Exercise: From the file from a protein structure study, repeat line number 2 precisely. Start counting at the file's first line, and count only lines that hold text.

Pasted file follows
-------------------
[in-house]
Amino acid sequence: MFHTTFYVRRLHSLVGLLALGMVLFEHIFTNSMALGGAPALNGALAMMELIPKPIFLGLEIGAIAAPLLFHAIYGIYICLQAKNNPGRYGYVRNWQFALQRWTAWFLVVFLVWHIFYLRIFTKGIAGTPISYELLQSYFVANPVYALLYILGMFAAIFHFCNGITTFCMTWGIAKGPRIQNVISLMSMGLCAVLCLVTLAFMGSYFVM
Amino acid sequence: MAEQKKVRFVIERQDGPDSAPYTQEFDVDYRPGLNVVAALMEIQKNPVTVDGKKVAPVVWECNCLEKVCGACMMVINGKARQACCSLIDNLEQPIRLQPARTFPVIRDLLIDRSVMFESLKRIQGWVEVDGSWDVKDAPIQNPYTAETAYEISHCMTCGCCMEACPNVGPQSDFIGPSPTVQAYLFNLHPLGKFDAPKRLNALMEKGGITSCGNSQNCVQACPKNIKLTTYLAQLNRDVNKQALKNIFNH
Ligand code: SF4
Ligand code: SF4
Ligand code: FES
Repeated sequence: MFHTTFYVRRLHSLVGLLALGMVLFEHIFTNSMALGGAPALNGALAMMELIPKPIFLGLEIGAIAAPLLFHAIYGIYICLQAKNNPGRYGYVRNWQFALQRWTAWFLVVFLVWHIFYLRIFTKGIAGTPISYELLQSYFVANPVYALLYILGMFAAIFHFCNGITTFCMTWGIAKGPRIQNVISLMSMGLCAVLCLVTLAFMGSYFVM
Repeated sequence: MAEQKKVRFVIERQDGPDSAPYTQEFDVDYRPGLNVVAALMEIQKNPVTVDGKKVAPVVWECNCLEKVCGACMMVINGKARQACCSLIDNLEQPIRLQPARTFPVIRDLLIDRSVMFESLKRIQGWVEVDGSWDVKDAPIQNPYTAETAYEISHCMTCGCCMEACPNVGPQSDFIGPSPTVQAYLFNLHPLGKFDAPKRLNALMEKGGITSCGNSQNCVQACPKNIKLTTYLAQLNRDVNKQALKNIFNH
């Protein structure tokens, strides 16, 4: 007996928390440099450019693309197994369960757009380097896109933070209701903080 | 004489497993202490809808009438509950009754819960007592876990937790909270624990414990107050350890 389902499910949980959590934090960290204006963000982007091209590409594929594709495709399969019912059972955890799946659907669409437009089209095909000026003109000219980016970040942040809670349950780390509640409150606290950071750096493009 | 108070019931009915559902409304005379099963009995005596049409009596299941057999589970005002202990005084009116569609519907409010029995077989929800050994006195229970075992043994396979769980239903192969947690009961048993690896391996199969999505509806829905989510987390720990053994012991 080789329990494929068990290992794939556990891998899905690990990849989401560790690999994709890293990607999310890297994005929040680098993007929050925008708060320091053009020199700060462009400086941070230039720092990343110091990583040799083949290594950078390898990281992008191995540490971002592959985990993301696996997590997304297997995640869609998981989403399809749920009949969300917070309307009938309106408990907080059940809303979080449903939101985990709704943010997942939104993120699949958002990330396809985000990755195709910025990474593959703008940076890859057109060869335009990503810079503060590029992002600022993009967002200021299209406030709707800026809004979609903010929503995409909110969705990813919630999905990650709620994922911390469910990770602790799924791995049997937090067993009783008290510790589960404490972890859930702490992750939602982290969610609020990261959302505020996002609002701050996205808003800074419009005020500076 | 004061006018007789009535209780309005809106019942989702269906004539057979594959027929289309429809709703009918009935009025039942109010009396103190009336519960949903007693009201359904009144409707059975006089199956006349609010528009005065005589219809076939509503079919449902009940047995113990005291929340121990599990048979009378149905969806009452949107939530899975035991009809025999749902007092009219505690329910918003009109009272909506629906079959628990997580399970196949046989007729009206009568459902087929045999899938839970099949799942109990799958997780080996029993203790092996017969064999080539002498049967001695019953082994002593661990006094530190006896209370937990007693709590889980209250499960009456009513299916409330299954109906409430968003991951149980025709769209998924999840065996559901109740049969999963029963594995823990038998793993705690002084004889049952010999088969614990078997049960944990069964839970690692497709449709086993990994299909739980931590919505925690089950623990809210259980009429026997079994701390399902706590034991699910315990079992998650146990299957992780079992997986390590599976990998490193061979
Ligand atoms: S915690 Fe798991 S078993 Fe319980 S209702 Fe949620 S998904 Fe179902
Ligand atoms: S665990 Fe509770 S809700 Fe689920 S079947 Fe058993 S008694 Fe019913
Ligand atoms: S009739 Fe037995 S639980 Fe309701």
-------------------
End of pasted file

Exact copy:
Amino acid sequence: MFHTTFYVRRLHSLVGLLALGMVLFEHIFTNSMALGGAPALNGALAMMELIPKPIFLGLEIGAIAAPLLFHAIYGIYICLQAKNNPGRYGYVRNWQFALQRWTAWFLVVFLVWHIFYLRIFTKGIAGTPISYELLQSYFVANPVYALLYILGMFAAIFHFCNGITTFCMTWGIAKGPRIQNVISLMSMGLCAVLCLVTLAFMGSYFVM